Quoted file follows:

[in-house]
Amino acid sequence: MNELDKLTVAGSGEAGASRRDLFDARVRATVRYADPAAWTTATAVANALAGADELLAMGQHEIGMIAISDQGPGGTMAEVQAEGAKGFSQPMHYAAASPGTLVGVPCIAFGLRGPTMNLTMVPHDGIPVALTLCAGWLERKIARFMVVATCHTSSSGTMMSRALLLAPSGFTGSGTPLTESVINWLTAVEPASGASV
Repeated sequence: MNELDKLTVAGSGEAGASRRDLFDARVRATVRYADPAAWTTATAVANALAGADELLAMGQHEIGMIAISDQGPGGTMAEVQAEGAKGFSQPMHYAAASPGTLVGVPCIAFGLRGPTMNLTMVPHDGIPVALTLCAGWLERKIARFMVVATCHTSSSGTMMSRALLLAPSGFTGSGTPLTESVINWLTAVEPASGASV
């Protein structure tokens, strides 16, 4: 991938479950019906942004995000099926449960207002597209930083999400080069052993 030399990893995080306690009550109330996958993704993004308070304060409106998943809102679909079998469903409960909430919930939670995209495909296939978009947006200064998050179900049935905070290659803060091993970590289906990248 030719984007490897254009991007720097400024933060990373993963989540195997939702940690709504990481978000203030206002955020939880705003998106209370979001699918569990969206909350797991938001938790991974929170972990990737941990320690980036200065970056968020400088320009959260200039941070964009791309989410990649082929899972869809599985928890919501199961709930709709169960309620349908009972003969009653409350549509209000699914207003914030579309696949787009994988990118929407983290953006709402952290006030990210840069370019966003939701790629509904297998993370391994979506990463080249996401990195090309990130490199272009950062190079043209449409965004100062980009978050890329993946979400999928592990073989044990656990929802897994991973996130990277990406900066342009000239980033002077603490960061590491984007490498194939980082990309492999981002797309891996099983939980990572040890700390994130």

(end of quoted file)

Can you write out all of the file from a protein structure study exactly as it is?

[in-house]
Amino acid sequence: MNELDKLTVAGSGEAGASRRDLFDARVRATVRYADPAAWTTATAVANALAGADELLAMGQHEIGMIAISDQGPGGTMAEVQAEGAKGFSQPMHYAAASPGTLVGVPCIAFGLRGPTMNLTMVPHDGIPVALTLCAGWLERKIARFMVVATCHTSSSGTMMSRALLLAPSGFTGSGTPLTESVINWLTAVEPASGASV
Repeated sequence: MNELDKLTVAGSGEAGASRRDLFDARVRATVRYADPAAWTTATAVANALAGADELLAMGQHEIGMIAISDQGPGGTMAEVQAEGAKGFSQPMHYAAASPGTLVGVPCIAFGLRGPTMNLTMVPHDGIPVALTLCAGWLERKIARFMVVATCHTSSSGTMMSRALLLAPSGFTGSGTPLTESVINWLTAVEPASGASV
């Protein structure tokens, strides 16, 4: 991938479950019906942004995000099926449960207002597209930083999400080069052993 030399990893995080306690009550109330996958993704993004308070304060409106998943809102679909079998469903409960909430919930939670995209495909296939978009947006200064998050179900049935905070290659803060091993970590289906990248 030719984007490897254009991007720097400024933060990373993963989540195997939702940690709504990481978000203030206002955020939880705003998106209370979001699918569990969206909350797991938001938790991974929170972990990737941990320690980036200065970056968020400088320009959260200039941070964009791309989410990649082929899972869809599985928890919501199961709930709709169960309620349908009972003969009653409350549509209000699914207003914030579309696949787009994988990118929407983290953006709402952290006030990210840069370019966003939701790629509904297998993370391994979506990463080249996401990195090309990130490199272009950062190079043209449409965004100062980009978050890329993946979400999928592990073989044990656990929802897994991973996130990277990406900066342009000239980033002077603490960061590491984007490498194939980082990309492999981002797309891996099983939980990572040890700390994130």